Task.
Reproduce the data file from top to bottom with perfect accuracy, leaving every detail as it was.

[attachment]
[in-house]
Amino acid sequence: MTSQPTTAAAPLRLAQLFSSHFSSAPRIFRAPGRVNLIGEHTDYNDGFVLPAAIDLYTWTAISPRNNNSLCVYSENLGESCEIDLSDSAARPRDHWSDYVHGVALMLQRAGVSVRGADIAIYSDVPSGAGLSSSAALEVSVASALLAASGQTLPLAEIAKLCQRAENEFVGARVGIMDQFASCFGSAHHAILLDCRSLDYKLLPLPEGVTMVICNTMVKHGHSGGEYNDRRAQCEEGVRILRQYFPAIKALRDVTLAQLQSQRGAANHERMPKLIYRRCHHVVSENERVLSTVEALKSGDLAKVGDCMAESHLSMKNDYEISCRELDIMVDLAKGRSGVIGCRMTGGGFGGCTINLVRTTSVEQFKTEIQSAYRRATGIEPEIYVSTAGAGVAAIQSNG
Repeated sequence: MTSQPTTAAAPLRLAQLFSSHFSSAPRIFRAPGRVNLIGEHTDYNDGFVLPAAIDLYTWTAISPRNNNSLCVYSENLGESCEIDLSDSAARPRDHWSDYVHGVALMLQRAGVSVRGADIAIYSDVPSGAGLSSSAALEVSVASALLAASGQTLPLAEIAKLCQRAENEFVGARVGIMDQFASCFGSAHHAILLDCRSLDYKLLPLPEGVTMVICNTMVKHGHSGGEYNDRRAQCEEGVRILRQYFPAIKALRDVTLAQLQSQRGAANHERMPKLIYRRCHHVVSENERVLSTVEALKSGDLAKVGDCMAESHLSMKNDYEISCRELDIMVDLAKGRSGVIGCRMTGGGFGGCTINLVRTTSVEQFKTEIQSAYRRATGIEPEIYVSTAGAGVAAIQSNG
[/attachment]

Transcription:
[in-house]
Amino acid sequence: MTSQPTTAAAPLRLAQLFSSHFSSAPRIFRAPGRVNLIGEHTDYNDGFVLPAAIDLYTWTAISPRNNNSLCVYSENLGESCEIDLSDSAARPRDHWSDYVHGVALMLQRAGVSVRGADIAIYSDVPSGAGLSSSAALEVSVASALLAASGQTLPLAEIAKLCQRAENEFVGARVGIMDQFASCFGSAHHAILLDCRSLDYKLLPLPEGVTMVICNTMVKHGHSGGEYNDRRAQCEEGVRILRQYFPAIKALRDVTLAQLQSQRGAANHERMPKLIYRRCHHVVSENERVLSTVEALKSGDLAKVGDCMAESHLSMKNDYEISCRELDIMVDLAKGRSGVIGCRMTGGGFGGCTINLVRTTSVEQFKTEIQSAYRRATGIEPEIYVSTAGAGVAAIQSNG
Repeated sequence: MTSQPTTAAAPLRLAQLFSSHFSSAPRIFRAPGRVNLIGEHTDYNDGFVLPAAIDLYTWTAISPRNNNSLCVYSENLGESCEIDLSDSAARPRDHWSDYVHGVALMLQRAGVSVRGADIAIYSDVPSGAGLSSSAALEVSVASALLAASGQTLPLAEIAKLCQRAENEFVGARVGIMDQFASCFGSAHHAILLDCRSLDYKLLPLPEGVTMVICNTMVKHGHSGGEYNDRRAQCEEGVRILRQYFPAIKALRDVTLAQLQSQRGAANHERMPKLIYRRCHHVVSENERVLSTVEALKSGDLAKVGDCMAESHLSMKNDYEISCRELDIMVDLAKGRSGVIGCRMTGGGFGGCTINLVRTTSVEQFKTEIQSAYRRATGIEPEIYVSTAGAGVAAIQSNG